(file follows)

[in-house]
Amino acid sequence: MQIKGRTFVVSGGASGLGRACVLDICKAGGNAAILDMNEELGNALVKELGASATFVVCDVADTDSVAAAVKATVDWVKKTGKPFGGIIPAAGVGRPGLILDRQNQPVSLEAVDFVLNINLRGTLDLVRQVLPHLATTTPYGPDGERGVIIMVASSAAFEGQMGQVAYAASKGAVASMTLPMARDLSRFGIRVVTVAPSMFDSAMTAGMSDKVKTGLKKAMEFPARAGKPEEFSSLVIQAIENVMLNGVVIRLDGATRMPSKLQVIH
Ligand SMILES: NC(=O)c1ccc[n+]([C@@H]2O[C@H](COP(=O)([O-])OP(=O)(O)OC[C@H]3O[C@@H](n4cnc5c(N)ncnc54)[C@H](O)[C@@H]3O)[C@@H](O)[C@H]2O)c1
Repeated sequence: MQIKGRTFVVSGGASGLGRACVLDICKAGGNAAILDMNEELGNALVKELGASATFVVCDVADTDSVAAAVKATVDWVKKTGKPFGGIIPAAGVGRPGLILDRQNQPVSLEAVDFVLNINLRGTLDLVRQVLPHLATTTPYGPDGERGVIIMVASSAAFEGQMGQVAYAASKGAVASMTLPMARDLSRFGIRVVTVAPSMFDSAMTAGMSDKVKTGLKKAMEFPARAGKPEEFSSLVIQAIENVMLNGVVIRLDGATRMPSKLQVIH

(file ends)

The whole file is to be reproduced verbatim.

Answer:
[in-house]
Amino acid sequence: MQIKGRTFVVSGGASGLGRACVLDICKAGGNAAILDMNEELGNALVKELGASATFVVCDVADTDSVAAAVKATVDWVKKTGKPFGGIIPAAGVGRPGLILDRQNQPVSLEAVDFVLNINLRGTLDLVRQVLPHLATTTPYGPDGERGVIIMVASSAAFEGQMGQVAYAASKGAVASMTLPMARDLSRFGIRVVTVAPSMFDSAMTAGMSDKVKTGLKKAMEFPARAGKPEEFSSLVIQAIENVMLNGVVIRLDGATRMPSKLQVIH
Ligand SMILES: NC(=O)c1ccc[n+]([C@@H]2O[C@H](COP(=O)([O-])OP(=O)(O)OC[C@H]3O[C@@H](n4cnc5c(N)ncnc54)[C@H](O)[C@@H]3O)[C@@H](O)[C@H]2O)c1
Repeated sequence: MQIKGRTFVVSGGASGLGRACVLDICKAGGNAAILDMNEELGNALVKELGASATFVVCDVADTDSVAAAVKATVDWVKKTGKPFGGIIPAAGVGRPGLILDRQNQPVSLEAVDFVLNINLRGTLDLVRQVLPHLATTTPYGPDGERGVIIMVASSAAFEGQMGQVAYAASKGAVASMTLPMARDLSRFGIRVVTVAPSMFDSAMTAGMSDKVKTGLKKAMEFPARAGKPEEFSSLVIQAIENVMLNGVVIRLDGATRMPSKLQVIH